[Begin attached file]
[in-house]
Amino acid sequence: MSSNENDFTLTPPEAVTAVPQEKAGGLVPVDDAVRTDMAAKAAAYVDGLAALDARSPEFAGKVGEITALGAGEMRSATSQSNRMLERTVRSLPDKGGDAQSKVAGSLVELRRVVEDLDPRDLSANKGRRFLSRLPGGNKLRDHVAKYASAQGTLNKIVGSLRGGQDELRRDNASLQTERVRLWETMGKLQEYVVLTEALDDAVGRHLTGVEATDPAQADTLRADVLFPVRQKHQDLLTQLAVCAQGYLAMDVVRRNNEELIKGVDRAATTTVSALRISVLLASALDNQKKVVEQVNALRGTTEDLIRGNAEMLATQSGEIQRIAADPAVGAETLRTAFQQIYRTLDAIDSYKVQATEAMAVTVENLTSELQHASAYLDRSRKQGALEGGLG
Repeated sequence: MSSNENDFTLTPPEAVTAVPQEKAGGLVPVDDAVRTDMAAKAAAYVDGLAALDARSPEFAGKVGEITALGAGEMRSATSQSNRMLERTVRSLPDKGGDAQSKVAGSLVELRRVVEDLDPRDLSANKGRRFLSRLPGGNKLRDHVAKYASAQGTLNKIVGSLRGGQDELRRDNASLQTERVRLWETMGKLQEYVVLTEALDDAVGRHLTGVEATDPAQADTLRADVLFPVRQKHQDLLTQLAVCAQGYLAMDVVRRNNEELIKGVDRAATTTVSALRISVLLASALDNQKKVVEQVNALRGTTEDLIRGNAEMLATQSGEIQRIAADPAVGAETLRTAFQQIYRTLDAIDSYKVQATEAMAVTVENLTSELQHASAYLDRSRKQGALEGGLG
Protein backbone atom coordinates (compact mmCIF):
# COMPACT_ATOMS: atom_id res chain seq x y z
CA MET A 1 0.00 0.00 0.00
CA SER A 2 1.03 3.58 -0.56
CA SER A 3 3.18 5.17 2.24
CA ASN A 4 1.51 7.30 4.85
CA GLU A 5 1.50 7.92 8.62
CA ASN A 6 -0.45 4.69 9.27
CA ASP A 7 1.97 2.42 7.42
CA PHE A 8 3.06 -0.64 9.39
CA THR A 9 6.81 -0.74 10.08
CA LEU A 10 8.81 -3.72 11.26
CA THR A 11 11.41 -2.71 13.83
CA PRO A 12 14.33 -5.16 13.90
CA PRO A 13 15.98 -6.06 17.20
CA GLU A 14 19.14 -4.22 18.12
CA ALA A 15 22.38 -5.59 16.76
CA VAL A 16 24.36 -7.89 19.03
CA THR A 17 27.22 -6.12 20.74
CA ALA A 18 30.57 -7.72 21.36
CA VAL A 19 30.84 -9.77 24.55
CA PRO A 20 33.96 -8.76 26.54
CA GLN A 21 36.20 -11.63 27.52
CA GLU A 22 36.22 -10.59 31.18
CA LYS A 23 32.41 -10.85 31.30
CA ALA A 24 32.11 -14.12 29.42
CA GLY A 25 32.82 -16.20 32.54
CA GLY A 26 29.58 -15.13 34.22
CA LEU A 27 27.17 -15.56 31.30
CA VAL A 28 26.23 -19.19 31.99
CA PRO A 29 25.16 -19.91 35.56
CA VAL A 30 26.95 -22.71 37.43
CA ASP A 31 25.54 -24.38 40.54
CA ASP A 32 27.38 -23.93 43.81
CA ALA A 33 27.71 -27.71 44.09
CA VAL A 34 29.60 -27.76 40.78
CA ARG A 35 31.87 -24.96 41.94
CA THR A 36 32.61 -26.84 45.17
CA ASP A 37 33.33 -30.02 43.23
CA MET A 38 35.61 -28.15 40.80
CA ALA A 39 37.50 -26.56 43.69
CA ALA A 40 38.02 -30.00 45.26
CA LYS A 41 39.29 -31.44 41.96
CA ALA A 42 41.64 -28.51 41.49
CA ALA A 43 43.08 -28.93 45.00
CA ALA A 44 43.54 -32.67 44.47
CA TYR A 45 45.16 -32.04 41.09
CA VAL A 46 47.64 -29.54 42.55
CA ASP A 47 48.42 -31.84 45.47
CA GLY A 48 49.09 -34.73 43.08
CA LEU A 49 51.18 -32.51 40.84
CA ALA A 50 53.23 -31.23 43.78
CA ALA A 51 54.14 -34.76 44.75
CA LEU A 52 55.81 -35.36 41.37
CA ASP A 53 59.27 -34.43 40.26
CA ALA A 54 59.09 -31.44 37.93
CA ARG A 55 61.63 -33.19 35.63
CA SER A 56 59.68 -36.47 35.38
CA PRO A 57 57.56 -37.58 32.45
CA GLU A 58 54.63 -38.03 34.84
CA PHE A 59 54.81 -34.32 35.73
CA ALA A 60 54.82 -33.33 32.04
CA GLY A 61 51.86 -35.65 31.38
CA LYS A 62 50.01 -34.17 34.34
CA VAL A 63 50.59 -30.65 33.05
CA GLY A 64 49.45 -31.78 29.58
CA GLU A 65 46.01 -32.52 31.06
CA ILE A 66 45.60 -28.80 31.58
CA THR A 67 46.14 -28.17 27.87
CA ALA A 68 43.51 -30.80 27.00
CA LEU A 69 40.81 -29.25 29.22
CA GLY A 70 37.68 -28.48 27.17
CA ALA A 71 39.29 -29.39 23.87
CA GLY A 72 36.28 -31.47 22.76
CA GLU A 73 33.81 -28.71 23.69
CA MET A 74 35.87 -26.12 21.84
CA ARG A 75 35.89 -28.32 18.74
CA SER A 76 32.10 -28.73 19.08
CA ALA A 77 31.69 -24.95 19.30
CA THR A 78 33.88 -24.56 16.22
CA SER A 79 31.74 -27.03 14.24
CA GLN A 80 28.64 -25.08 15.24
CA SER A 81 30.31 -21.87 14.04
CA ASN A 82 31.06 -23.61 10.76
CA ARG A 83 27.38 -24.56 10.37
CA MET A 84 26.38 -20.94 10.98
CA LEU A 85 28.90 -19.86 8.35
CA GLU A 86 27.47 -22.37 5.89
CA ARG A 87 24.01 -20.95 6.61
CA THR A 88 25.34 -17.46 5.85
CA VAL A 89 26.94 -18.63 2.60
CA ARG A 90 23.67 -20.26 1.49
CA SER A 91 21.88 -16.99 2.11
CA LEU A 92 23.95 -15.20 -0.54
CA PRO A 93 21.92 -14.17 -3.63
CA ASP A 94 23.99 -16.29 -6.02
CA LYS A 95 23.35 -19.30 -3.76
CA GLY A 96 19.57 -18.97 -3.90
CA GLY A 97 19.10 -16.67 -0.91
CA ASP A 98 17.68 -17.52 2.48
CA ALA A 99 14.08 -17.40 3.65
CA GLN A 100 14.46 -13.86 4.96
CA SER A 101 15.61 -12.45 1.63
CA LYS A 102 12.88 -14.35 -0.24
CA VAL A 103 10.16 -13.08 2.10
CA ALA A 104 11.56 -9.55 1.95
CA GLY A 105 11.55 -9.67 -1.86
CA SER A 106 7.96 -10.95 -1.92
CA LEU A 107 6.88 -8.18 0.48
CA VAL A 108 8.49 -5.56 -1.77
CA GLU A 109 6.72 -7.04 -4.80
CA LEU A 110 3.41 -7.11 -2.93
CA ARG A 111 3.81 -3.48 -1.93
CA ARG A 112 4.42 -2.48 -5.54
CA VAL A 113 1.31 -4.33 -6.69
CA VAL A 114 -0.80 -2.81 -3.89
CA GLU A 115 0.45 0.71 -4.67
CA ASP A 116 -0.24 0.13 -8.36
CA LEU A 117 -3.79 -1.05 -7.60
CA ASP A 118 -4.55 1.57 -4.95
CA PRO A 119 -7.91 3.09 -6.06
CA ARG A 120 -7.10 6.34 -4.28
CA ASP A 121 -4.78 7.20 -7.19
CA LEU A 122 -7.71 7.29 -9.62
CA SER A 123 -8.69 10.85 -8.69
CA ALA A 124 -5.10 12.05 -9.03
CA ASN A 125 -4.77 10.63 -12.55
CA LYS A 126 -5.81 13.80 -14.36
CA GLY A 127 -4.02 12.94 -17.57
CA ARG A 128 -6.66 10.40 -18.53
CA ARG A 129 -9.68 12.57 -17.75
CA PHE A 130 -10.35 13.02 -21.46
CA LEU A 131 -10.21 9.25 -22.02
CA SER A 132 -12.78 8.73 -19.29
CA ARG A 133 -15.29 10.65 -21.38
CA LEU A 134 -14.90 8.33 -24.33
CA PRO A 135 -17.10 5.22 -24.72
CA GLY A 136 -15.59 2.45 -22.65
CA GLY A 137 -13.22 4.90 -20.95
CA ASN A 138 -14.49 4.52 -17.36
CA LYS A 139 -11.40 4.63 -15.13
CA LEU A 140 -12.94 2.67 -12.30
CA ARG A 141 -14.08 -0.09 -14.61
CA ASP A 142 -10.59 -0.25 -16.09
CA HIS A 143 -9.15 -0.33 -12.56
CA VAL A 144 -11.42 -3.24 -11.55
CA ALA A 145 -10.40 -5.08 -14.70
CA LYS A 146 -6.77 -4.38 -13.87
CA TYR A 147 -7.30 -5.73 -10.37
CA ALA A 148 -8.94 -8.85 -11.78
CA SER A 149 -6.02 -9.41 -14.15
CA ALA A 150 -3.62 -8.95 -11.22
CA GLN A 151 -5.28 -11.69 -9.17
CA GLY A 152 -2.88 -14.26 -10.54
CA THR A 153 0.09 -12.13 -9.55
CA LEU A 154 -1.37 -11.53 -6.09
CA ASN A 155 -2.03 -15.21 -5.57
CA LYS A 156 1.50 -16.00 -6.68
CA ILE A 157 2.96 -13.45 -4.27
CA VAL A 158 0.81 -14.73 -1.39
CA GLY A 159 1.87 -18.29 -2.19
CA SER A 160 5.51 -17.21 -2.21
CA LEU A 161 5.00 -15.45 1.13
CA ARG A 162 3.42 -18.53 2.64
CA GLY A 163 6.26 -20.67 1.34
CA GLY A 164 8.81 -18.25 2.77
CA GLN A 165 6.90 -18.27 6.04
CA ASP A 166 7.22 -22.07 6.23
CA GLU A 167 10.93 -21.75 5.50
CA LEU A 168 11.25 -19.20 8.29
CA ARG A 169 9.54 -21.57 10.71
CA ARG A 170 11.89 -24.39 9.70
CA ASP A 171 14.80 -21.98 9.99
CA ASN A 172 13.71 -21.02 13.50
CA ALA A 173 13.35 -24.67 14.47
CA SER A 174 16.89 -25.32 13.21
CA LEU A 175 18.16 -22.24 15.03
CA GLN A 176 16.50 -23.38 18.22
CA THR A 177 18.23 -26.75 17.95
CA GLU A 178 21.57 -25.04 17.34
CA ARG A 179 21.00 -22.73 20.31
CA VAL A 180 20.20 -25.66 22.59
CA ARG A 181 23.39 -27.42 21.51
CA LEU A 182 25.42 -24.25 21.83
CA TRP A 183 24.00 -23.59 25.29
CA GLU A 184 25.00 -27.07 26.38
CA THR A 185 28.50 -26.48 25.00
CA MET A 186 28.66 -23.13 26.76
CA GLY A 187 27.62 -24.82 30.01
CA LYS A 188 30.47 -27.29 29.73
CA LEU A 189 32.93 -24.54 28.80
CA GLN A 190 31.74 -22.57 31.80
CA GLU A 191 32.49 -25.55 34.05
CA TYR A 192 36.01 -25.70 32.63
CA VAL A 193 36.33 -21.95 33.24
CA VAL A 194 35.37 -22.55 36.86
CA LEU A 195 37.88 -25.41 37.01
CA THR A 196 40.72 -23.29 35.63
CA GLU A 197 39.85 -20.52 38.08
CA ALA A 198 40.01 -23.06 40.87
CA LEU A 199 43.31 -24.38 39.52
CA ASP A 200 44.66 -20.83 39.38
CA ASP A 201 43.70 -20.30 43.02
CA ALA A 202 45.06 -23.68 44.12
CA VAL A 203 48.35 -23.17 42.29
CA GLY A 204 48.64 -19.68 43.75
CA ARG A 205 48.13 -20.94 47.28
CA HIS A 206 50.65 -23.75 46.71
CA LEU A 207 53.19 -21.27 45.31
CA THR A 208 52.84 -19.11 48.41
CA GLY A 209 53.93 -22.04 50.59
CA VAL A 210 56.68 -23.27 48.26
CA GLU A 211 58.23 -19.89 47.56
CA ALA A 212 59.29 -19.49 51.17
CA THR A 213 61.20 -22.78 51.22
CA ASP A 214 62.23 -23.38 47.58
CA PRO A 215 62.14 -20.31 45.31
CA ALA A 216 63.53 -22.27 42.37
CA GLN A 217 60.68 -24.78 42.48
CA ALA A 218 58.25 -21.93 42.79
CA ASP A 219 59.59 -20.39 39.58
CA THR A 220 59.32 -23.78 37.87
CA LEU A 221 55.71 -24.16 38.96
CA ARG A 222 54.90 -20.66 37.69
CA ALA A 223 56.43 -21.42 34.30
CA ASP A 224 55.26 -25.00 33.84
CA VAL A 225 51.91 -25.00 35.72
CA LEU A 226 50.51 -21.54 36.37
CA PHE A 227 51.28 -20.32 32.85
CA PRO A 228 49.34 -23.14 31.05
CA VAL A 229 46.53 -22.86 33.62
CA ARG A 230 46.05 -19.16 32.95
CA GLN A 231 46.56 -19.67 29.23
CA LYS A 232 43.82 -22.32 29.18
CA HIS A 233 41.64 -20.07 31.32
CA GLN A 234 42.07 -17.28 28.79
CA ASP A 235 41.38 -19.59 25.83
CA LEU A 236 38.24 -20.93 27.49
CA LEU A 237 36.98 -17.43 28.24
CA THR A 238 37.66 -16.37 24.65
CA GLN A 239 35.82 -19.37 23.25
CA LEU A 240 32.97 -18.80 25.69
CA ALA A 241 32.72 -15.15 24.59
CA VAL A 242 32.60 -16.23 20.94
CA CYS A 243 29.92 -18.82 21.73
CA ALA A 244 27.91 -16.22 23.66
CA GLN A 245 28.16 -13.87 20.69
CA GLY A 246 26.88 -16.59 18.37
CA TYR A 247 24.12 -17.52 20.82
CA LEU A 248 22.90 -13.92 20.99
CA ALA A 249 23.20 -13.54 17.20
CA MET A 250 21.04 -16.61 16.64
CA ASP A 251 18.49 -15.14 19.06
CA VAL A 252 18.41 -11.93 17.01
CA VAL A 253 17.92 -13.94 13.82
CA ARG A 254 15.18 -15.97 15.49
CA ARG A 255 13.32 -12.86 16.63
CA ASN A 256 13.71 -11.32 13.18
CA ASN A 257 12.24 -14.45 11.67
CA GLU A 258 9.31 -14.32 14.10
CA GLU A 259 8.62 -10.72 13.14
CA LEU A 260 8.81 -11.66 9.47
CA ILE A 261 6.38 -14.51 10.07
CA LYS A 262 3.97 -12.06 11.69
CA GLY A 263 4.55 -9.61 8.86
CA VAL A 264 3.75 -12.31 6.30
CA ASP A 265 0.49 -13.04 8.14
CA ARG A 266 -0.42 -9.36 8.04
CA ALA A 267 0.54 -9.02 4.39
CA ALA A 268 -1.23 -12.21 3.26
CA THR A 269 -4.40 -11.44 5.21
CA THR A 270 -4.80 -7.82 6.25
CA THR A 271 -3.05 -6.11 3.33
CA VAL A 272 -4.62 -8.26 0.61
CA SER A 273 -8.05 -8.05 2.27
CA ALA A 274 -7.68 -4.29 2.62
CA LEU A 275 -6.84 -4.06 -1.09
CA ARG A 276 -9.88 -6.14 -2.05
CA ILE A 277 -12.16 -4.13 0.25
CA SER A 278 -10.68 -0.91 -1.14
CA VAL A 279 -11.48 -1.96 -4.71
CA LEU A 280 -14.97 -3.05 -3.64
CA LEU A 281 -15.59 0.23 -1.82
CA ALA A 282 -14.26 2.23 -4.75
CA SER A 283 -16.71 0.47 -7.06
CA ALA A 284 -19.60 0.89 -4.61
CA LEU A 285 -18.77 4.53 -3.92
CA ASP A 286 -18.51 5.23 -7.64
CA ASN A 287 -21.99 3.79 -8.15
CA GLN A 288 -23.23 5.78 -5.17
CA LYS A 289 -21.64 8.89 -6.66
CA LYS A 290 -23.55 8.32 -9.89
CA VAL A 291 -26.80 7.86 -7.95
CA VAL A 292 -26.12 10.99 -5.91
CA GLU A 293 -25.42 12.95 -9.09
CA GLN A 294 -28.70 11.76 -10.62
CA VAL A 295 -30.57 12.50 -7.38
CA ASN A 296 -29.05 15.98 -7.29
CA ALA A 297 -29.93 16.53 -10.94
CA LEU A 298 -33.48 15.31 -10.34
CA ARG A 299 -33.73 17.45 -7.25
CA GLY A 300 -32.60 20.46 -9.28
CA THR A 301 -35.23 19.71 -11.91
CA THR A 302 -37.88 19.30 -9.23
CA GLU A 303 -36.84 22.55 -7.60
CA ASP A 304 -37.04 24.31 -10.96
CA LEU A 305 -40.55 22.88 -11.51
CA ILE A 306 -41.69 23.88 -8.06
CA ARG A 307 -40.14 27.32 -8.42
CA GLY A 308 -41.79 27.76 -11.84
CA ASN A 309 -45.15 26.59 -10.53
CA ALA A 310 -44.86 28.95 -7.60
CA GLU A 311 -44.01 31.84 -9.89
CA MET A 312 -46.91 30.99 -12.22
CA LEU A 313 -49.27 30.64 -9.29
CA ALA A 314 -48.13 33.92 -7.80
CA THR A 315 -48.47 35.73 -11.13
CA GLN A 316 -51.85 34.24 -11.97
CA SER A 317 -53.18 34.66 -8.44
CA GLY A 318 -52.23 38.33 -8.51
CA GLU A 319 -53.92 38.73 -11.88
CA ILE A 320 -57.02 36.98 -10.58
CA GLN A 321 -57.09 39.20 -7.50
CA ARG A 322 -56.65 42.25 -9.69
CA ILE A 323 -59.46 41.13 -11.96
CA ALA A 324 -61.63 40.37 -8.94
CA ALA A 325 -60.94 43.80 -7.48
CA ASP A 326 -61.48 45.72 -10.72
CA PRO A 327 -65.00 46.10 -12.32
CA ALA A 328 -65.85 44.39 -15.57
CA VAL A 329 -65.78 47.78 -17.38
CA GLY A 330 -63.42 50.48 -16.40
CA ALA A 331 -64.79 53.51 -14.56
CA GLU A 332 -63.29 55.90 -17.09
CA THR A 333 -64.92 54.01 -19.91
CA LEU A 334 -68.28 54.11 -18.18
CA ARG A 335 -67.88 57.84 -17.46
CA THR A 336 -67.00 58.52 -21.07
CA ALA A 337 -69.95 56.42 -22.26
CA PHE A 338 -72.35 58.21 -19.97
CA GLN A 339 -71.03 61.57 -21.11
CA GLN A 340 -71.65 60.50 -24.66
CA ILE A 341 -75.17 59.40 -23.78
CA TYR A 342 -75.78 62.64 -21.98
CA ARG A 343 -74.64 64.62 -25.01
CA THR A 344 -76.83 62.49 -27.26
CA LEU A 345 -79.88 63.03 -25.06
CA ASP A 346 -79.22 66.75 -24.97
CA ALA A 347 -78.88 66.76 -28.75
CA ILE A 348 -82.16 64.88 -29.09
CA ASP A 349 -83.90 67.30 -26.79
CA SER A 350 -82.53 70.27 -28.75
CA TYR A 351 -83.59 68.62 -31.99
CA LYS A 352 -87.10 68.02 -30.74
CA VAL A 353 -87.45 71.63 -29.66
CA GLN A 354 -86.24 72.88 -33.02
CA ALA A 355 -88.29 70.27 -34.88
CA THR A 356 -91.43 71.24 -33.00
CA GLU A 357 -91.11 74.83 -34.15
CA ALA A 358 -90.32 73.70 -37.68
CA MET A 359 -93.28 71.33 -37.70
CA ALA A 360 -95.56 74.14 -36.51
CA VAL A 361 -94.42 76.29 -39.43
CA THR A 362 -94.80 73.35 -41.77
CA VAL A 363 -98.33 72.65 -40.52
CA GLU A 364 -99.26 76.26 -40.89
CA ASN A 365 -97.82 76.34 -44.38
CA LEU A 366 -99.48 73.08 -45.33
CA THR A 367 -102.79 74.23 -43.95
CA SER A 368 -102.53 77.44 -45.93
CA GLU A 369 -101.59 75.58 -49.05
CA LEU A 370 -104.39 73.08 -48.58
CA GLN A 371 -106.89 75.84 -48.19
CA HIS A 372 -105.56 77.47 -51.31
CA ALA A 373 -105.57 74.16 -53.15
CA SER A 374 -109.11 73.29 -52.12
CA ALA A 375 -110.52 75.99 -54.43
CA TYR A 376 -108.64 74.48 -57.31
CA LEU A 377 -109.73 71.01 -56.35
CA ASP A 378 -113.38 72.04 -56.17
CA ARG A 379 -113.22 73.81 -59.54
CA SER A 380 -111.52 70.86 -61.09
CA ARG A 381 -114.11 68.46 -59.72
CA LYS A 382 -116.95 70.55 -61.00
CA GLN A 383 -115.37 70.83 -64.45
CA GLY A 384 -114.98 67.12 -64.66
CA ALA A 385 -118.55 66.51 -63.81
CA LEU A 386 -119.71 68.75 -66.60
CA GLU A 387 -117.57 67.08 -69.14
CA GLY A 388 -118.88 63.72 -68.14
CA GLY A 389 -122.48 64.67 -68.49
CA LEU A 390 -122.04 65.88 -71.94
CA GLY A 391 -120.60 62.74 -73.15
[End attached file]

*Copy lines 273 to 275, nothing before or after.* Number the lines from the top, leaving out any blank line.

CA ALA A 268 -1.23 -12.21 3.26
CA THR A 269 -4.40 -11.44 5.21
CA THR A 270 -4.80 -7.82 6.25